I’m a pastor. I make $24,000 a year, and my wife and I live rent-free in the church parsonage. We’ve also got two kids, about $19,000 in credit card debt and we owe $13,000 on a van loan. The book value of the van is $23,700, but we got a good deal with our trade-in. Do you think we should sell the van?
I’d sell that thing tomorrow! You can’t prosper when you’ve got a year’s income tied up in something that’s going down in value.
Cars are just about the biggest item you can buy that will go down in value like a rock. I mean, if I were to come to you and offer you an investment opportunity where you could turn $23,000 into $10,000 in just three or four years would you be chomping at the bit to get in on it? Of course not!
You can easily get a quality, dependable vehicle for less than $10,000 – with no payments. And that will also free up money and enable you guys to really attack that credit card debt!
With all the crazy economic things happening lately, I was wondering if it’s possible for the government to go bankrupt.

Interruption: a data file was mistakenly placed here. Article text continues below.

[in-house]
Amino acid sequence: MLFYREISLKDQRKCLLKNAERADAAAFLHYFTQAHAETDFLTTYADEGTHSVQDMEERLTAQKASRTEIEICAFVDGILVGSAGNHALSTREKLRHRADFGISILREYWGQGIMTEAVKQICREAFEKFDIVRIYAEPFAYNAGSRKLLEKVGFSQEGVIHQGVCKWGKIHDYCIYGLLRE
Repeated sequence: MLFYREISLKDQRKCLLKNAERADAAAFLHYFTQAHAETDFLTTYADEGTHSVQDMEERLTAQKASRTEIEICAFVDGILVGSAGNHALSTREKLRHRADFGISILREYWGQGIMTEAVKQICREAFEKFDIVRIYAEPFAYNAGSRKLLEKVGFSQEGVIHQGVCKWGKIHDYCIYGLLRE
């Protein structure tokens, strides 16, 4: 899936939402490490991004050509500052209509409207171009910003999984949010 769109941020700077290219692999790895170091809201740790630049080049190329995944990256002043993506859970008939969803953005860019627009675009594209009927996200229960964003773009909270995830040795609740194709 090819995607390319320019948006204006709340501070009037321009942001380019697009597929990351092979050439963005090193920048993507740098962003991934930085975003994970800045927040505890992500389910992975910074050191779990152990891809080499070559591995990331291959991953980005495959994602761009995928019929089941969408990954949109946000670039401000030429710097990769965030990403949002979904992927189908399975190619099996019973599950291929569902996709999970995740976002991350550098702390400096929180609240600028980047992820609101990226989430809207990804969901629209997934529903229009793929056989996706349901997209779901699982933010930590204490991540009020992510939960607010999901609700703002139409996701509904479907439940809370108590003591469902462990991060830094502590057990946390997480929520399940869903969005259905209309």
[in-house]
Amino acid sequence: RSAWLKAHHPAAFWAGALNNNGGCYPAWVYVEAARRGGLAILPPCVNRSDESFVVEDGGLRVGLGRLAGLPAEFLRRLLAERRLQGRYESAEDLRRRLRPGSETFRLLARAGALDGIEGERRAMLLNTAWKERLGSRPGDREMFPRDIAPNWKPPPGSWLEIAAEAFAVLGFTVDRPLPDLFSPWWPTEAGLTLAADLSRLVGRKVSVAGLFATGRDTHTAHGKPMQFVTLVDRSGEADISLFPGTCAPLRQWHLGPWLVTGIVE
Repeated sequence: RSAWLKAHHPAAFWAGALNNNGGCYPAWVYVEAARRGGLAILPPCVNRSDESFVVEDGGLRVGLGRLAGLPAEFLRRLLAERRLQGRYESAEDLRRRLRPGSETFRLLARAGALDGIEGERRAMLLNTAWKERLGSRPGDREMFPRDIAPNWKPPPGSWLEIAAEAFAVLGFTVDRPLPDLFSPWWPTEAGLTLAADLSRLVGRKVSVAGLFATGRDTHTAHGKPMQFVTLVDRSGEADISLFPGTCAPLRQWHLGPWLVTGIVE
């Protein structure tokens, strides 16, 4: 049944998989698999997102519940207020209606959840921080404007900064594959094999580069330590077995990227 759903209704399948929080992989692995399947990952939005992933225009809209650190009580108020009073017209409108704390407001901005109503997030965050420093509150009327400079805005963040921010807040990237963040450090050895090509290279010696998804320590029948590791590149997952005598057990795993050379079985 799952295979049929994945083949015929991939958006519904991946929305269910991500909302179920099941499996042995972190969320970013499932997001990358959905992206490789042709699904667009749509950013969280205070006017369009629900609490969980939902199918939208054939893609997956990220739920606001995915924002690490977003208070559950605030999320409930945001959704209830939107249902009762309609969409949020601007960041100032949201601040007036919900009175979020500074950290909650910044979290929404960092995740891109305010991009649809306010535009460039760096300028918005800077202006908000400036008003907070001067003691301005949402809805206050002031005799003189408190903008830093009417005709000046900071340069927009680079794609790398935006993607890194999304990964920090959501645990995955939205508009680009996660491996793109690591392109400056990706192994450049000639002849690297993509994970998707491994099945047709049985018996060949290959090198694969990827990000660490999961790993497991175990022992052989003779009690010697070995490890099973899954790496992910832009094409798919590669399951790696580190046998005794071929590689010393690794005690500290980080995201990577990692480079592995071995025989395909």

Technically, it’s possible. But the chances of that happening are so close to impossible I wouldn’t worry about it. They’ll just continue being bureaucratic vampires and sucking the money out of us!
The real issue, I think, are some things that haven’t been pointed out about the situation with our national debt. When the government takes billions of dollars and uses it to help Fannie Mae or AIG, where do you think they get that money? They borrowed it. How do they borrow money? They issue government bonds that are bought by foreign investors, local investors, institutional investors and others.
But here’s the catch. If all these people are buying government bonds they’re not buying other kinds of bonds. So when the government borrows hundreds of millions of dollars by going into the bond market and issuing bonds, they’re basically sucking money out of the economy.
And when there’s not as much water running downstream the creek gets dry!
I own a small business, and I pay my people on straight commission. We’ve started growing a bit, and I’m having trouble finding good, new reps who want to work under this kind of compensation structure. Does your team work on commission, and if so, how do you do it?
I love commission plans that rely heavily on incentives. I just plain love the idea of commissions. I mean, I’d put my receptionist on straight commission if I could figure out how to make it work!